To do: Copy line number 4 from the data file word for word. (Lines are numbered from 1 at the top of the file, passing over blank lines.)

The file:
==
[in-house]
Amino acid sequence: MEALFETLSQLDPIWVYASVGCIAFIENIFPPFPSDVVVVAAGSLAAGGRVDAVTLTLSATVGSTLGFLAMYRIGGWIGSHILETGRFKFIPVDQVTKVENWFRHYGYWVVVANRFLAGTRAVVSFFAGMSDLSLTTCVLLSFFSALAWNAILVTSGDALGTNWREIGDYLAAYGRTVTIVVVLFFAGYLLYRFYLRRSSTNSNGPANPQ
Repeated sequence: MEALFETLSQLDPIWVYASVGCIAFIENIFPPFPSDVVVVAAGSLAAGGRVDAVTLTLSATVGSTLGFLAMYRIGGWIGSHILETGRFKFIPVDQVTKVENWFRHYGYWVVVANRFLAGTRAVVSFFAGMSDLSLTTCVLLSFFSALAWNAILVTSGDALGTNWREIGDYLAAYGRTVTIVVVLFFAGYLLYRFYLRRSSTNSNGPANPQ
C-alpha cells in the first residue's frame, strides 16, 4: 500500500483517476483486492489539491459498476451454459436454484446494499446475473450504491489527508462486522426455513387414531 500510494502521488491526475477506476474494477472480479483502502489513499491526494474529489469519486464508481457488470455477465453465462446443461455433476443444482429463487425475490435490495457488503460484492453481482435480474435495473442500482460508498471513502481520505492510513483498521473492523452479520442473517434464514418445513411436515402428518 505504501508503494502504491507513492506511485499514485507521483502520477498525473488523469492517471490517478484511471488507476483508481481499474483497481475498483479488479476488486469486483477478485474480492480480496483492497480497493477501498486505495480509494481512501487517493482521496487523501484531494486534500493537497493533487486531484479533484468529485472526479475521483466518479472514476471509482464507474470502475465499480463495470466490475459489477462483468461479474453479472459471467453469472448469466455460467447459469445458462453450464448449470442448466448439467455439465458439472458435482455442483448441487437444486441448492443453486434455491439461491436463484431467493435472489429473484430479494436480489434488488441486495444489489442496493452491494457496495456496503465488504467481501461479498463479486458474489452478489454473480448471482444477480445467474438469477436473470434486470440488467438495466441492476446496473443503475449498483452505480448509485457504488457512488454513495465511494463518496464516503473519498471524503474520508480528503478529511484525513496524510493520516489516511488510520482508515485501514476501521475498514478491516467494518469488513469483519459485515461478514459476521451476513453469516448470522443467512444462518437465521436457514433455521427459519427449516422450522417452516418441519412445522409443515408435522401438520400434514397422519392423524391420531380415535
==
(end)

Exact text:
C-alpha cells in the first residue's frame, strides 16, 4: 500500500483517476483486492489539491459498476451454459436454484446494499446475473450504491489527508462486522426455513387414531 500510494502521488491526475477506476474494477472480479483502502489513499491526494474529489469519486464508481457488470455477465453465462446443461455433476443444482429463487425475490435490495457488503460484492453481482435480474435495473442500482460508498471513502481520505492510513483498521473492523452479520442473517434464514418445513411436515402428518 505504501508503494502504491507513492506511485499514485507521483502520477498525473488523469492517471490517478484511471488507476483508481481499474483497481475498483479488479476488486469486483477478485474480492480480496483492497480497493477501498486505495480509494481512501487517493482521496487523501484531494486534500493537497493533487486531484479533484468529485472526479475521483466518479472514476471509482464507474470502475465499480463495470466490475459489477462483468461479474453479472459471467453469472448469466455460467447459469445458462453450464448449470442448466448439467455439465458439472458435482455442483448441487437444486441448492443453486434455491439461491436463484431467493435472489429473484430479494436480489434488488441486495444489489442496493452491494457496495456496503465488504467481501461479498463479486458474489452478489454473480448471482444477480445467474438469477436473470434486470440488467438495466441492476446496473443503475449498483452505480448509485457504488457512488454513495465511494463518496464516503473519498471524503474520508480528503478529511484525513496524510493520516489516511488510520482508515485501514476501521475498514478491516467494518469488513469483519459485515461478514459476521451476513453469516448470522443467512444462518437465521436457514433455521427459519427449516422450522417452516418441519412445522409443515408435522401438520400434514397422519392423524391420531380415535